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Why Does My Dog Have Bad Breath? The Causes Of Canine Halitosis Explained - PawSafe

Why Does My Dog Have Bad Breath? The Causes Of Canine Halitosis Explained

Photo of Tamsin De La Harpe

Written by Tamsin De La Harpe

mouthwash blog post

Navigating the issue of bad breath in dogs can be a perplexing journey for pet owners. Known medically as halitosis, this condition can range from a mild inconvenience to a symptom of underlying health issues. The quest for fresher breath for our canine companions often leads us down a path of dental hygiene routines, dietary adjustments, and even professional veterinary care. 

Dr. John Rawlings and Dr. Neil Culham from the Waltham Research Centre For Pets have delved into the complexities of canine halitosis, shedding light on its causes and potential remedies. In fact, it is such a common issue, experts think up to 30 to 50% of dogs have bad breath!

Their work provides valuable insights into how we can address and manage this common problem in our pets. So, let’s break all the common reasons for bad breath in dogs.

7 Most Common Causes of Bad Breath in Dogs

It is perfectly normal for your dog to have a bit of a smell coming from their mouth. Usually, poor oral health and medical problems like periodontal disease and kidney issues can cause stinky breath in dogs. An overgrowth of bacteria due to an improper diet could be why your dog has bad breath, or sometimes your dog could eat something smelly.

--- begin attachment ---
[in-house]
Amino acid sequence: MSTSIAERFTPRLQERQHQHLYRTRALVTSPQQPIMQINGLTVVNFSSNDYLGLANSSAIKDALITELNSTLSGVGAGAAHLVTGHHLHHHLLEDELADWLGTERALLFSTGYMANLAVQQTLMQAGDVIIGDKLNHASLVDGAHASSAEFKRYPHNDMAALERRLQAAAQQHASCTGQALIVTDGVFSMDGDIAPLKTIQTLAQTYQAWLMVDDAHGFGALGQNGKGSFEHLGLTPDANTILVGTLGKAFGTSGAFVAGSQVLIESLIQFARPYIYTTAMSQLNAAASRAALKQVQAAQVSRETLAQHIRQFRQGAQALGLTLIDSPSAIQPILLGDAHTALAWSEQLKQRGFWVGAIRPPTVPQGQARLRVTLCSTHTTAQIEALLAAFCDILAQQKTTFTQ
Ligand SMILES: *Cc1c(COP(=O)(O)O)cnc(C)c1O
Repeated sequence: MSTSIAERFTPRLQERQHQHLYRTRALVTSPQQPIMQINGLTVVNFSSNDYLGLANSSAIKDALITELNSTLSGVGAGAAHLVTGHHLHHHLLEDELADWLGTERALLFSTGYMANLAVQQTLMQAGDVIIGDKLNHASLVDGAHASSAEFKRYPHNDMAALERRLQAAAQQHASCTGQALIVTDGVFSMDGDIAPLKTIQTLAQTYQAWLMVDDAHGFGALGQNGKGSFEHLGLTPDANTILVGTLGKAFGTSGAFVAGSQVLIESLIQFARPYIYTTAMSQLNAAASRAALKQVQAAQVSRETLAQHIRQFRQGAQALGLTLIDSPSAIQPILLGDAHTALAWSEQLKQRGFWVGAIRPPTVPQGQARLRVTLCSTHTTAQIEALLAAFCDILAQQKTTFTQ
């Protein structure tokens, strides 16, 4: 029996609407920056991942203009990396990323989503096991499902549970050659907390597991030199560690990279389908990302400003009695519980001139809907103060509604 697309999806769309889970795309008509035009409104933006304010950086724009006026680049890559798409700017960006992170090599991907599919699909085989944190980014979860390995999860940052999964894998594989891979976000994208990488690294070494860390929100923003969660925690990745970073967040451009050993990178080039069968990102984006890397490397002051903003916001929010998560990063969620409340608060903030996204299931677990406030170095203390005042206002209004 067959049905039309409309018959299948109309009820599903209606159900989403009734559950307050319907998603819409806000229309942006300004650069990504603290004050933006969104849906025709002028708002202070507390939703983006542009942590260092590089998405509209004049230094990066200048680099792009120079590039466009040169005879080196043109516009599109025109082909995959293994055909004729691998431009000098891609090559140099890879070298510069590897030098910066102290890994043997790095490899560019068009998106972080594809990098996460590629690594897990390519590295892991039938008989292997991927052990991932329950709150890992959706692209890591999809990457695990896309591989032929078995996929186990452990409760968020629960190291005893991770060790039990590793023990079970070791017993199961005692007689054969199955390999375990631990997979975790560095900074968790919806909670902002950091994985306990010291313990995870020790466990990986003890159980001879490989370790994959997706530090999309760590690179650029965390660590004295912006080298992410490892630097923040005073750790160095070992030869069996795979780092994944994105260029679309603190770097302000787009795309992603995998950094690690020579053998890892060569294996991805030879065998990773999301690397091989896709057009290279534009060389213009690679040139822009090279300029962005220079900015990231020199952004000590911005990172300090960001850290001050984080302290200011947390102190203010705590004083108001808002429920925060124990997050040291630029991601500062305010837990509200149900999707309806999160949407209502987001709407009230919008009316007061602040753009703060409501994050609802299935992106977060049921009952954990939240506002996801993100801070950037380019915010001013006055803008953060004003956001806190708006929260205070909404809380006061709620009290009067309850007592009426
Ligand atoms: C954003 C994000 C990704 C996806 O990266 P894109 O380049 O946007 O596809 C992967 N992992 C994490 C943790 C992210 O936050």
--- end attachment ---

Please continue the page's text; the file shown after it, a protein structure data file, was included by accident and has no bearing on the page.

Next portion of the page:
an infographic showing causes of canine halitosis

Regardless, getting up close and personal with a dog suffering from halitosis is an unpleasant experience, no matter your love for them. So if you find yourself gagging the next time your dog tries to give you kisses, it’s time to address the bad breath. Here are 9 causes of stinky breath in dogs. 

1. Poor Oral Health & Dental Disease

dog with severe stage four tooth decay and dental disease with lost teeth

Canine periodontal disease is a major risk associated with poor oral hygiene and bad breath. You may not see any pervasive signs of this disease until it reaches the later stages, as it’s a silent invader. Periodontitis bacteria accumulate and infect your pup’s oral cavities and could lead to bone and teeth loss. You will observe a terrible smell from your pup’s mouth if they have periodontitis. 

If you don’t brush your dog’s mouth regularly, plaque will build up on the teeth, eventually hardening to tartar. The film of bacteria (tartar) leads to a foul smell when it breaks down food particles trapped in your dog’s teeth. The overgrowth of bacteria can cause gingivitis, an inflammation of the gums. 

Dogs with misaligned teeth (malocclusions) or crowded teeth are at a higher risk of dental issues. This is most common in smaller dogs, especially as they tend to eat wet or canned food that doesn’t scrape off the bacteria during chewing. Smaller breeds are also more prone to having overcrowded teeth that can lead to stinky breath since there are plenty of little spaces for bad bacteria to hide in.